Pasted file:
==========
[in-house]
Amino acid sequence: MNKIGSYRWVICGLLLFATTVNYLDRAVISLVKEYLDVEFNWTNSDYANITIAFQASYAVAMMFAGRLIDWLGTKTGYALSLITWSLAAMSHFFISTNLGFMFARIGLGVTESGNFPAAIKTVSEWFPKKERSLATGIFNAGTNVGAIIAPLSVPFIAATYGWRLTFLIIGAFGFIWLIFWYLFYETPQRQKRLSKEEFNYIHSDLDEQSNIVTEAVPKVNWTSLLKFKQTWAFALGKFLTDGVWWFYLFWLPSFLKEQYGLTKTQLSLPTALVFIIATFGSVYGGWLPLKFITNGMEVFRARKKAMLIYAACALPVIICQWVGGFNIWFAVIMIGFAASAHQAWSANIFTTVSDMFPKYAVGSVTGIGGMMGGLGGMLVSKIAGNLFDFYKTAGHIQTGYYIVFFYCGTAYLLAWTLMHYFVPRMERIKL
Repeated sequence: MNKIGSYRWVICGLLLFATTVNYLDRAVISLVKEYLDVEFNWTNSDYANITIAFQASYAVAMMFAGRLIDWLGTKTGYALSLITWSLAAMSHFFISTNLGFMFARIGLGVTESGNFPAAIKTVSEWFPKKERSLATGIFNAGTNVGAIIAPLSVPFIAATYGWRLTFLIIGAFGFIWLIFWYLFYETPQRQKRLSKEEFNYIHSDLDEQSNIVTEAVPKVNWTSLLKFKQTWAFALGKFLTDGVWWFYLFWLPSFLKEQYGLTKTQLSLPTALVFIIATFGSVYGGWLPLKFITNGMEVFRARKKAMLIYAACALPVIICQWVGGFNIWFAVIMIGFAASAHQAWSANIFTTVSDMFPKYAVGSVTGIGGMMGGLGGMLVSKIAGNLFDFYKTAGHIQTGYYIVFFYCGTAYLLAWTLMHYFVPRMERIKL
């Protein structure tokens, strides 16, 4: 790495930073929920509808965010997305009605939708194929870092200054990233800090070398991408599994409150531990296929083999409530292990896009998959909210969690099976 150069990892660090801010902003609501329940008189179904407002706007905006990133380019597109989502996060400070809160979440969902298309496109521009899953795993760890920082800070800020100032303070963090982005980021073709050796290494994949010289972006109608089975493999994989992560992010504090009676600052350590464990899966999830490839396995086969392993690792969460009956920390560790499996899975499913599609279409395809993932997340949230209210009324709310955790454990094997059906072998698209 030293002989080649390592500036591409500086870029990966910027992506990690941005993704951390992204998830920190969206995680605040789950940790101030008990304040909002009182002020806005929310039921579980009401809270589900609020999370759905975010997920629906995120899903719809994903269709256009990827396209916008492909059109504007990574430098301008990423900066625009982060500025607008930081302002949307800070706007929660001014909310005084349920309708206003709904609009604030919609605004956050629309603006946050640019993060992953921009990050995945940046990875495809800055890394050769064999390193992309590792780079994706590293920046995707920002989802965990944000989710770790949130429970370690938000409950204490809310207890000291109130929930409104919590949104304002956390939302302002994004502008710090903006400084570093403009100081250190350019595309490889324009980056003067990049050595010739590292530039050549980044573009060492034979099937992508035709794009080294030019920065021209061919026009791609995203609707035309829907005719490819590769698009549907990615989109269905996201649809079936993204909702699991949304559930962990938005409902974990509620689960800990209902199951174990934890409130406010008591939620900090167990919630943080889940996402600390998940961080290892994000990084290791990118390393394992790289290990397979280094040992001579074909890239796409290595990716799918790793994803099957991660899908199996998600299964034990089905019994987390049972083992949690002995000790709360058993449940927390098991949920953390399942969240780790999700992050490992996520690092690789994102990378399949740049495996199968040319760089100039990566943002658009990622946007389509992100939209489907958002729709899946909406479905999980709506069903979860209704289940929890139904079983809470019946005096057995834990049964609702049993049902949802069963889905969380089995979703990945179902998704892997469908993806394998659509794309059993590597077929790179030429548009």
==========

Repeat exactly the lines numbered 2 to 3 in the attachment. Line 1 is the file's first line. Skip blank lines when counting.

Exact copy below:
Amino acid sequence: MNKIGSYRWVICGLLLFATTVNYLDRAVISLVKEYLDVEFNWTNSDYANITIAFQASYAVAMMFAGRLIDWLGTKTGYALSLITWSLAAMSHFFISTNLGFMFARIGLGVTESGNFPAAIKTVSEWFPKKERSLATGIFNAGTNVGAIIAPLSVPFIAATYGWRLTFLIIGAFGFIWLIFWYLFYETPQRQKRLSKEEFNYIHSDLDEQSNIVTEAVPKVNWTSLLKFKQTWAFALGKFLTDGVWWFYLFWLPSFLKEQYGLTKTQLSLPTALVFIIATFGSVYGGWLPLKFITNGMEVFRARKKAMLIYAACALPVIICQWVGGFNIWFAVIMIGFAASAHQAWSANIFTTVSDMFPKYAVGSVTGIGGMMGGLGGMLVSKIAGNLFDFYKTAGHIQTGYYIVFFYCGTAYLLAWTLMHYFVPRMERIKL
Repeated sequence: MNKIGSYRWVICGLLLFATTVNYLDRAVISLVKEYLDVEFNWTNSDYANITIAFQASYAVAMMFAGRLIDWLGTKTGYALSLITWSLAAMSHFFISTNLGFMFARIGLGVTESGNFPAAIKTVSEWFPKKERSLATGIFNAGTNVGAIIAPLSVPFIAATYGWRLTFLIIGAFGFIWLIFWYLFYETPQRQKRLSKEEFNYIHSDLDEQSNIVTEAVPKVNWTSLLKFKQTWAFALGKFLTDGVWWFYLFWLPSFLKEQYGLTKTQLSLPTALVFIIATFGSVYGGWLPLKFITNGMEVFRARKKAMLIYAACALPVIICQWVGGFNIWFAVIMIGFAASAHQAWSANIFTTVSDMFPKYAVGSVTGIGGMMGGLGGMLVSKIAGNLFDFYKTAGHIQTGYYIVFFYCGTAYLLAWTLMHYFVPRMERIKL